customer acquisition

The cost of focussing on customer acquisition

Our Managing Director, Rachel Bevans, analyses a recent experience to consider the cost of focusing on customer acquisition without a balanced approach to retention.

The scenario

You’re a loyal customer of 10 years with a monthly subscription service, costing $102 a month. You go to login to your account and see exactly the same package being offered to new customers at $69 currently on special at $59. How does it make you feel and what do you do?

Existing customers may be lazy but we’re not stupid

As a customer, I am similar to most human beings when it comes to subscription, membership and ongoing services like bank accounts and loans. Fundamentally lazy. Switching is hard work. As long as it’s working, I’ll leave it as is. I’ll accept few problems along the way, as long as they’re fixed with minimum pain. Better the devil you know than the one you don’t.

I am also not particularly price sensitive as a consumer. I’ll pay for quality. I understand the cost of doing business and will pay for what I expect to receive. I understand that prices need to increase from time to time to cover increasing costs.

With this service provider, I was already questioning whether the $102 direct debit I see every month on my bank statement was worth the service I was receiving. Then I came across the offer for new customers.   

When new customers get a significantly better offer

As a long-term customer, that price difference of 1/3rd less than what I was paying, made me feel unvalued. The price new customers were getting for the same packaging was closer to my perceived value for money for the service. It was enough for me to invest the time to call them, and in doing so, prepared to give the service up altogether.

This is what happened next:

I called the service provider and explained the situation. The consultant offered me $10 off, so instead of paying $102, I’d pay $92.

I asked them about the two packages and if they could explain what’s the difference to justify paying $33 (or $23 with the $10 off) more for the service. There is no difference.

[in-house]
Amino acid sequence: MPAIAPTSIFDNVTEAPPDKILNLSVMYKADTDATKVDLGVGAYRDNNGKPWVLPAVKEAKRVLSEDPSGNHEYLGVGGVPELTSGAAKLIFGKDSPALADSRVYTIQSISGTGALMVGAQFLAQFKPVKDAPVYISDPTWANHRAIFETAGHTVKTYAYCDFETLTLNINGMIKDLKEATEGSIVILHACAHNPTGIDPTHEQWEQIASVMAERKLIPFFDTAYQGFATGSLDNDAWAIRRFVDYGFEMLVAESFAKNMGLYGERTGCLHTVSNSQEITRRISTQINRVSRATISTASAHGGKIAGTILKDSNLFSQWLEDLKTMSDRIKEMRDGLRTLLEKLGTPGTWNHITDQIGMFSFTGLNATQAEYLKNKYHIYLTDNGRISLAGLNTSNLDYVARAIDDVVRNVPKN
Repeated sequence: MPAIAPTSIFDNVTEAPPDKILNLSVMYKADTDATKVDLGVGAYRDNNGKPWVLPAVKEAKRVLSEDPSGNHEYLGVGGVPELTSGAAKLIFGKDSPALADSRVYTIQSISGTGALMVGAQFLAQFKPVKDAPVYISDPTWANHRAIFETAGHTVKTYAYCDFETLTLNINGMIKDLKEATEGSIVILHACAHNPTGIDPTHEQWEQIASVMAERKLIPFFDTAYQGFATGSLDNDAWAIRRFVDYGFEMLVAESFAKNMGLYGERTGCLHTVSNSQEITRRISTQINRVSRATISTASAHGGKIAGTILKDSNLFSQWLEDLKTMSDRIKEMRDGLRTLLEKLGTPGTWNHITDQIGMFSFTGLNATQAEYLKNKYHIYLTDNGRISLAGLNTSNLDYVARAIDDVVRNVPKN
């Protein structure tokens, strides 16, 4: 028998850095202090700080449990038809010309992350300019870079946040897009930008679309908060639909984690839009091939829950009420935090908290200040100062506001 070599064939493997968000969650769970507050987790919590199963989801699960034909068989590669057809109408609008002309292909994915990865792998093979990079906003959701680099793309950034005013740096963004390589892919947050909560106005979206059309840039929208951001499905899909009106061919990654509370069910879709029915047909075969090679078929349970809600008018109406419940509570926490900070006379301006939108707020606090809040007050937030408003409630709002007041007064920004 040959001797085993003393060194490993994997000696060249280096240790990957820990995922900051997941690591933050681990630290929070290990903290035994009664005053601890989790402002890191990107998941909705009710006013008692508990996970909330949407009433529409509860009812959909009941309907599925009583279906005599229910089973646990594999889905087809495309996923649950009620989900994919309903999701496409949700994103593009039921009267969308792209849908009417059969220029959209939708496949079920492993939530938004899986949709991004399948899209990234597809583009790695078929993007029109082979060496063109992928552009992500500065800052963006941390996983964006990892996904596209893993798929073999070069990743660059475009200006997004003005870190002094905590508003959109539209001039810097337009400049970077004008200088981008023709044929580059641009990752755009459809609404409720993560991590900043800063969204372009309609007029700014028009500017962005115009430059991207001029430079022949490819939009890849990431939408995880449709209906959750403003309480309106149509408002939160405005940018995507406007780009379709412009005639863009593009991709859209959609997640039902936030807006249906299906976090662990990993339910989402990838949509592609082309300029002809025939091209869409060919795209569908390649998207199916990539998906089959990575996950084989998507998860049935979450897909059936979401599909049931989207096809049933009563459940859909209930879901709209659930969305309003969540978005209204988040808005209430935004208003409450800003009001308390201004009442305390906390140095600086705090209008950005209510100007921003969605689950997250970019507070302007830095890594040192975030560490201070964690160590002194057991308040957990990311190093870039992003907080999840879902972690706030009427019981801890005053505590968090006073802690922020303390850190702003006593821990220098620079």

I questioned why I should pay $33 more a month for the same service. The consultant could not answer the question and offered me their understanding and $10 off again.

I’m out of contract so I suggested I’d stop the service now and come back on in a few days at the $59 price or, since I wasn’t happy with the solutions being offered on the phone, I might stop the service now and go to another provider that would charge me $59 or possibly less. I was offered $10 off again.

At this point, I asked to speak to a supervisor. The consultant asked me to hold and came back saying they would move me to the new package, as they realised I was on an old pricing package at the cost of $69 per month.  

This conversation took about half an hour of which somewhere between 25 and 30 minutes was unnecessary, and whilst I obtained what I sought, I felt unvalued.

Are new customers more important than current customers?  

As a commercial marketer, I understand the loss of $33 per customer would hurt the bottom line. I’m also across the latest research from Ehrenberg-Bass Institute that affirms for brands to grow, they need to attract new customers; and much published findings that increasing investment into customer satisfaction (ie retention of existing customers) doesn’t grow revenue.